Last weekend a couple of college students from Boston stayed with me when they came through DC for spring break. I didn't know them but had signed up through my church to take in some students, which some of my friends highly commended me for, but I did that kind of stuff in college too, so I feel like now I can pay it forward.
Anyway, they were telling me about what they're studying and what they want to do after college, and, after recommending they come back to DC for internships, I warned them, "If you want to get married, try to find a guy now."
They giggled and I didn't push it, because this is a taboo topic for career-driven girls. Just the fact that they would giggle was an indicator to me that it made them uncomfortable. But seriously, where else will you be around so many eligible people your age, and often with similar interests? And not only that, but when else will you be forgiven -- and be able to forgive yourself -- for making so many mistakes in love?
I had a love in college and I chose to end it to pursue a life goal that I felt strongly I should do alone. I don't regret my decision and I never have. But I do realize now that my ambitions for myself and my career, plus the notion that I had "plenty of time," put me on a path that has not led to a successful romantic relationship. I turn 33 in a couple of weeks, and no one is telling me I have plenty of time anymore. Now I get lots of unsolicited dating advice, which is mostly just veiled criticisms of how I've handled my love life.
Susan Patton, a Princeton alumnus and mother of two sons, recently told CNN, "If you know [marriage] is what you want, plan for it, because it doesn't just happen." She's getting a lot of heat for this interview, which was sparked by her Letter to the Editor of The Princetonian about her concern that the feminist focus on developing your career is so strong that messages about getting married aren't heard or even spoken.
"Clearly, you don’t want any more career advice," she wrote in her letter. "At your core, you know that there are other things that you need that nobody is addressing. A lifelong friend is one of them. Finding the right man to marry is another."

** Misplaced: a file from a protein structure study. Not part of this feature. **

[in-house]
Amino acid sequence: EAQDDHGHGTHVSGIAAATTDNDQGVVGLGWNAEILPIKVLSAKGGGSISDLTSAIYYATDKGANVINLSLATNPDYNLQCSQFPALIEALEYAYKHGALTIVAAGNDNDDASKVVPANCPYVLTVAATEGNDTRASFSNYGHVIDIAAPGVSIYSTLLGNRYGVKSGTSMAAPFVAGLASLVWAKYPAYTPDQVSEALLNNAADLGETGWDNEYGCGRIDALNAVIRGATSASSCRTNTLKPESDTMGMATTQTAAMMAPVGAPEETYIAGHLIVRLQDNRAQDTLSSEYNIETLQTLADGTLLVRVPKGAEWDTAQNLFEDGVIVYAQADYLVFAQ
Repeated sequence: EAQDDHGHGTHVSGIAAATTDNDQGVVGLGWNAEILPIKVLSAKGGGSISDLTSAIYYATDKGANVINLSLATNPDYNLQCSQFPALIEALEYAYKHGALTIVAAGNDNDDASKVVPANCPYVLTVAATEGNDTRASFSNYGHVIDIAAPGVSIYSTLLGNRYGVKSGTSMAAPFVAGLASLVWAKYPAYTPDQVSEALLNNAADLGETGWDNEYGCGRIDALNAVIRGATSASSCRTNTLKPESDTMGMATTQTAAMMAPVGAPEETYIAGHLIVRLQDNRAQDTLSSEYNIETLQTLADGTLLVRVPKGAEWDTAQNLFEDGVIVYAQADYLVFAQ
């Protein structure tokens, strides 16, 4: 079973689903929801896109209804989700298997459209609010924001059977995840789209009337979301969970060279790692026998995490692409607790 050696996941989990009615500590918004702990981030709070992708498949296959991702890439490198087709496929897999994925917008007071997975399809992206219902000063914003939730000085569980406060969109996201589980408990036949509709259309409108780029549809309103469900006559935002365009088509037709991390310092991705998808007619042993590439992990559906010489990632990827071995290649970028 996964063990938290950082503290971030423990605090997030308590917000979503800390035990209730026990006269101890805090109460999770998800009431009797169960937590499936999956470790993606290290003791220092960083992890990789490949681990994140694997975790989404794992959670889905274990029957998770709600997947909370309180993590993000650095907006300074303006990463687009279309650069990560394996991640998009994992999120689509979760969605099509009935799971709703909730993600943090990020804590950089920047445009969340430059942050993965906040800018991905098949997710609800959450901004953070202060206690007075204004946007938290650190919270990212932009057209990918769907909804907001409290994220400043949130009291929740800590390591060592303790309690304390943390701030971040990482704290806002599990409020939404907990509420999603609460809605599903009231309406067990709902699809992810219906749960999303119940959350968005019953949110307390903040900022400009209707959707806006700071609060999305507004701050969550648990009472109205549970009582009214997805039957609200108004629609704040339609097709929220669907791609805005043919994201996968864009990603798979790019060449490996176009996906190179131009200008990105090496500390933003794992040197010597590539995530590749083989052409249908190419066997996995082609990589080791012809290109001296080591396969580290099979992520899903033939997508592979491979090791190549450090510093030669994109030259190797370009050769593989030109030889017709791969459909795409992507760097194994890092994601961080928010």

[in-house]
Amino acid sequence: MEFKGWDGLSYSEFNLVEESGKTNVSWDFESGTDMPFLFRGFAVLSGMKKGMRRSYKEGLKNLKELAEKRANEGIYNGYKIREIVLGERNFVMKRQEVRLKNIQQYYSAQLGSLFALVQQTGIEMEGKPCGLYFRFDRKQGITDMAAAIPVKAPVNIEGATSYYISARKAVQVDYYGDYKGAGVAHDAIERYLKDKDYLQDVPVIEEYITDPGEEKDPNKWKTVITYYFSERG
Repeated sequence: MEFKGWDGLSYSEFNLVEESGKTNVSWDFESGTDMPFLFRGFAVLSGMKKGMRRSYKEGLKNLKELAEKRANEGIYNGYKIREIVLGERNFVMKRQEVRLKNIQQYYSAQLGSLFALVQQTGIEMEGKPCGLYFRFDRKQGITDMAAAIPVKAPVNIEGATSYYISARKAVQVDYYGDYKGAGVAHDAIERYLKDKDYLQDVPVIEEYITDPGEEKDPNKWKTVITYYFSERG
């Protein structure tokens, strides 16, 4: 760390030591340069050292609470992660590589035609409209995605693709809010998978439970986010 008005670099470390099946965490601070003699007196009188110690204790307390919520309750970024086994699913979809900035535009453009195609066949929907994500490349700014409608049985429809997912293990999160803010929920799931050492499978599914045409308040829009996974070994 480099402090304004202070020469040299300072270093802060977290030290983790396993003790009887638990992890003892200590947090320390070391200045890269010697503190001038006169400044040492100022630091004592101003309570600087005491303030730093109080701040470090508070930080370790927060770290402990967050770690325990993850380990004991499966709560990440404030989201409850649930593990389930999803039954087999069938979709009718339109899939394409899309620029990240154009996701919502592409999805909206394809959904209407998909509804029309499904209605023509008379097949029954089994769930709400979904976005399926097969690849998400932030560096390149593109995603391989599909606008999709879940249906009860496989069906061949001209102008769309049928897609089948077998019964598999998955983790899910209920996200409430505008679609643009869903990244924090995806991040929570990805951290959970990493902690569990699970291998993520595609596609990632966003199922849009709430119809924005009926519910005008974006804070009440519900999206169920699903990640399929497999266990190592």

In the article she frankly and boldly expresses what I've been considering since my late 20s -- "you will never again be surrounded by this concentration of men who are worthy of you."
I say this fully aware that I live in Washington, DC, one of the most (if not the most) intellectual cities in the world. But that fact contributes to one of the greatest problems with dating in this town, from my point of view, which is that many people come here to make a name for themselves or, at least, to develop their careers -- not to find love, and not to settle down.
Below Susan's Letter to the Editor, you'll notice the barrage of hateful comments. The opposers' comments are mostly short and accusatory in nature, but the supporters' comments are quite thoughtful. I think the quickness to judge what she's saying only reinforces her point -- that it's not a bad thing to want to get married, and if you feel that way, you should acknowledge it and work it into your life plan just as much as you do your career. Not all women need to work at this, but some of us do, and I think I, personally, could have been smarter about how to reach that goal. Young, professional women need mentors and peer support in this just as much as they do in their careers.
I'm quite happy with my accomplishments and even having ample time as a single person to figure out who I am and how I want my life to be. But I can't help but be concerned about how many of us eligible, smart, successful women are still single when we don't want to be single anymore, and we haven't wanted that for a long time.
I, for one, am thankful for Susan's advice, even though it came too late for me to apply it. It bothers me that our gut reaction to this topic is to snarl and scoff, when at its core is a plea to talk openly and honestly about a real and widespread issue that all of my girlfriends and I talk about regularly in private.
So? What do you think?